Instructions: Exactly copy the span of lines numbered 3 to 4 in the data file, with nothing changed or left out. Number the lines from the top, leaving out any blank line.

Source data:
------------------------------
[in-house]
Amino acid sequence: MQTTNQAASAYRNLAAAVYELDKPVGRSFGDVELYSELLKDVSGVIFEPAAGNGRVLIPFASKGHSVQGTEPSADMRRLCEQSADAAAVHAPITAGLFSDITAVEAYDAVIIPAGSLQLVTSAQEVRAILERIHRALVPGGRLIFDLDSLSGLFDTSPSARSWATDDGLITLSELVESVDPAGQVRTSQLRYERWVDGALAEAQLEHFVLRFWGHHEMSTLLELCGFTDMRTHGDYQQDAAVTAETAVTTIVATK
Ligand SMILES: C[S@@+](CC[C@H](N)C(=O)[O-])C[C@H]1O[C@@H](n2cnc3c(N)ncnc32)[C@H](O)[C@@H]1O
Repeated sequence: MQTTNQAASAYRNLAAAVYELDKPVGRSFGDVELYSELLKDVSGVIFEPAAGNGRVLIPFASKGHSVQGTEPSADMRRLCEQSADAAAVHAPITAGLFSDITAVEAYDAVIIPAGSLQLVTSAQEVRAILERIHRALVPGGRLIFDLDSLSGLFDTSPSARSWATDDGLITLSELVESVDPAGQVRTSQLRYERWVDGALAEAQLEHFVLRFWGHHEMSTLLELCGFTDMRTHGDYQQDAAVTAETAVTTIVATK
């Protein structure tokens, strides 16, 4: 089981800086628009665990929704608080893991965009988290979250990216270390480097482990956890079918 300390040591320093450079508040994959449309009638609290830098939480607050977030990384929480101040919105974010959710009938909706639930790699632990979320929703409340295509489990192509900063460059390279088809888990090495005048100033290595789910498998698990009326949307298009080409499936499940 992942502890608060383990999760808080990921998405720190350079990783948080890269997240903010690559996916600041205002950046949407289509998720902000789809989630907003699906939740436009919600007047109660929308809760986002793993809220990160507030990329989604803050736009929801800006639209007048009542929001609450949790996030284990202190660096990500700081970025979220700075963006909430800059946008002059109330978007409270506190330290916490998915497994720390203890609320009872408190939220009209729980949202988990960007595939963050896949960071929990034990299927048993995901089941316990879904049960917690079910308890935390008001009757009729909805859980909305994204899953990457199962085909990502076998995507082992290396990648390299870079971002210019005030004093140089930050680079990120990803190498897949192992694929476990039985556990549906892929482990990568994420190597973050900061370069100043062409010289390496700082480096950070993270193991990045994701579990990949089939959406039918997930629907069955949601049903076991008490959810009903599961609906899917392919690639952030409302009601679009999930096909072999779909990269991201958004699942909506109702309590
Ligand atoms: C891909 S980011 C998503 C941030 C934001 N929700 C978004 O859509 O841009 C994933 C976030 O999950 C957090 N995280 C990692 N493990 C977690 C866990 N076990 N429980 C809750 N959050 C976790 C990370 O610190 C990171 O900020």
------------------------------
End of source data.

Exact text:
Ligand SMILES: C[S@@+](CC[C@H](N)C(=O)[O-])C[C@H]1O[C@@H](n2cnc3c(N)ncnc32)[C@H](O)[C@@H]1O
Repeated sequence: MQTTNQAASAYRNLAAAVYELDKPVGRSFGDVELYSELLKDVSGVIFEPAAGNGRVLIPFASKGHSVQGTEPSADMRRLCEQSADAAAVHAPITAGLFSDITAVEAYDAVIIPAGSLQLVTSAQEVRAILERIHRALVPGGRLIFDLDSLSGLFDTSPSARSWATDDGLITLSELVESVDPAGQVRTSQLRYERWVDGALAEAQLEHFVLRFWGHHEMSTLLELCGFTDMRTHGDYQQDAAVTAETAVTTIVATK